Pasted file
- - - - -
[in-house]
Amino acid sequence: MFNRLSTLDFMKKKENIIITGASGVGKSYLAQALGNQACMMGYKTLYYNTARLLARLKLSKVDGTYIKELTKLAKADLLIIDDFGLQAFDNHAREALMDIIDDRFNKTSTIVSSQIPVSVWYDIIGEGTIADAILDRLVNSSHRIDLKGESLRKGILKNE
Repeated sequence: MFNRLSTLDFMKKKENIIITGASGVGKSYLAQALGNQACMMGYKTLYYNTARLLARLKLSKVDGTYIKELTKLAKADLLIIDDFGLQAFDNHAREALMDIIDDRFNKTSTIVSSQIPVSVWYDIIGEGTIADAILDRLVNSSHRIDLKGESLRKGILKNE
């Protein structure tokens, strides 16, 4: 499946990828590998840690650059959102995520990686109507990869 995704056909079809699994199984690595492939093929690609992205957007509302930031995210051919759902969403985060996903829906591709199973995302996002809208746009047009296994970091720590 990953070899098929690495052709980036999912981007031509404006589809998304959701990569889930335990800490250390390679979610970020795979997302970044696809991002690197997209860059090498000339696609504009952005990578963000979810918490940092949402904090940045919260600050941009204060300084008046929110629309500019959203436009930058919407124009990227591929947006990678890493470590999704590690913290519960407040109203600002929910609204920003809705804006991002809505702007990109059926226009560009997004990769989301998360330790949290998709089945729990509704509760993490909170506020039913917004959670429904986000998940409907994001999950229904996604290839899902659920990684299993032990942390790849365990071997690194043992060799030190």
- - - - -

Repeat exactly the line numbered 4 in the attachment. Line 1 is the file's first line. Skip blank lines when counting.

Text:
């Protein structure tokens, strides 16, 4: 499946990828590998840690650059959102995520990686109507990869 995704056909079809699994199984690595492939093929690609992205957007509302930031995210051919759902969403985060996903829906591709199973995302996002809208746009047009296994970091720590 990953070899098929690495052709980036999912981007031509404006589809998304959701990569889930335990800490250390390679979610970020795979997302970044696809991002690197997209860059090498000339696609504009952005990578963000979810918490940092949402904090940045919260600050941009204060300084008046929110629309500019959203436009930058919407124009990227591929947006990678890493470590999704590690913290519960407040109203600002929910609204920003809705804006991002809505702007990109059926226009560009997004990769989301998360330790949290998709089945729990509704509760993490909170506020039913917004959670429904986000998940409907994001999950229904996604290839899902659920990684299993032990942390790849365990071997690194043992060799030190």